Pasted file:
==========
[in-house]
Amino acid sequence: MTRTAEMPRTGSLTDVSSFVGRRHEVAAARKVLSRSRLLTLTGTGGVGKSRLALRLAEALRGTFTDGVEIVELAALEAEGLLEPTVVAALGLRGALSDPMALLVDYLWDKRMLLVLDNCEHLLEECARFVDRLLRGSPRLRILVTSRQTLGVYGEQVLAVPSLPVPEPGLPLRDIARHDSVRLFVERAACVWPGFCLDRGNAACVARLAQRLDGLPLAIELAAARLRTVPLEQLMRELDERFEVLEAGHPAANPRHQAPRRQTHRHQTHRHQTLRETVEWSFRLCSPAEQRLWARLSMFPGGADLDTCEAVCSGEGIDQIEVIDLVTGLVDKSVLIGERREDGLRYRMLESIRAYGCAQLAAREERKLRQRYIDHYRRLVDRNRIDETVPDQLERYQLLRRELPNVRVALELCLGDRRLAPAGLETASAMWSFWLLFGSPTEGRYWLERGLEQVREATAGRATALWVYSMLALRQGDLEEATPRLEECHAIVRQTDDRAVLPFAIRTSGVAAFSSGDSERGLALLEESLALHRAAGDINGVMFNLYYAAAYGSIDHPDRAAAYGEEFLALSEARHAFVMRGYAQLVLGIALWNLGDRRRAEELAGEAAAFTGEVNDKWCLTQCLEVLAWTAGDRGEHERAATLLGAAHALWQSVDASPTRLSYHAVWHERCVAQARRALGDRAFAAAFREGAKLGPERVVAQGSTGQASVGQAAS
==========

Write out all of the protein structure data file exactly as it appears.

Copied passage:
[in-house]
Amino acid sequence: MTRTAEMPRTGSLTDVSSFVGRRHEVAAARKVLSRSRLLTLTGTGGVGKSRLALRLAEALRGTFTDGVEIVELAALEAEGLLEPTVVAALGLRGALSDPMALLVDYLWDKRMLLVLDNCEHLLEECARFVDRLLRGSPRLRILVTSRQTLGVYGEQVLAVPSLPVPEPGLPLRDIARHDSVRLFVERAACVWPGFCLDRGNAACVARLAQRLDGLPLAIELAAARLRTVPLEQLMRELDERFEVLEAGHPAANPRHQAPRRQTHRHQTHRHQTLRETVEWSFRLCSPAEQRLWARLSMFPGGADLDTCEAVCSGEGIDQIEVIDLVTGLVDKSVLIGERREDGLRYRMLESIRAYGCAQLAAREERKLRQRYIDHYRRLVDRNRIDETVPDQLERYQLLRRELPNVRVALELCLGDRRLAPAGLETASAMWSFWLLFGSPTEGRYWLERGLEQVREATAGRATALWVYSMLALRQGDLEEATPRLEECHAIVRQTDDRAVLPFAIRTSGVAAFSSGDSERGLALLEESLALHRAAGDINGVMFNLYYAAAYGSIDHPDRAAAYGEEFLALSEARHAFVMRGYAQLVLGIALWNLGDRRRAEELAGEAAAFTGEVNDKWCLTQCLEVLAWTAGDRGEHERAATLLGAAHALWQSVDASPTRLSYHAVWHERCVAQARRALGDRAFAAAFREGAKLGPERVVAQGSTGQASVGQAAS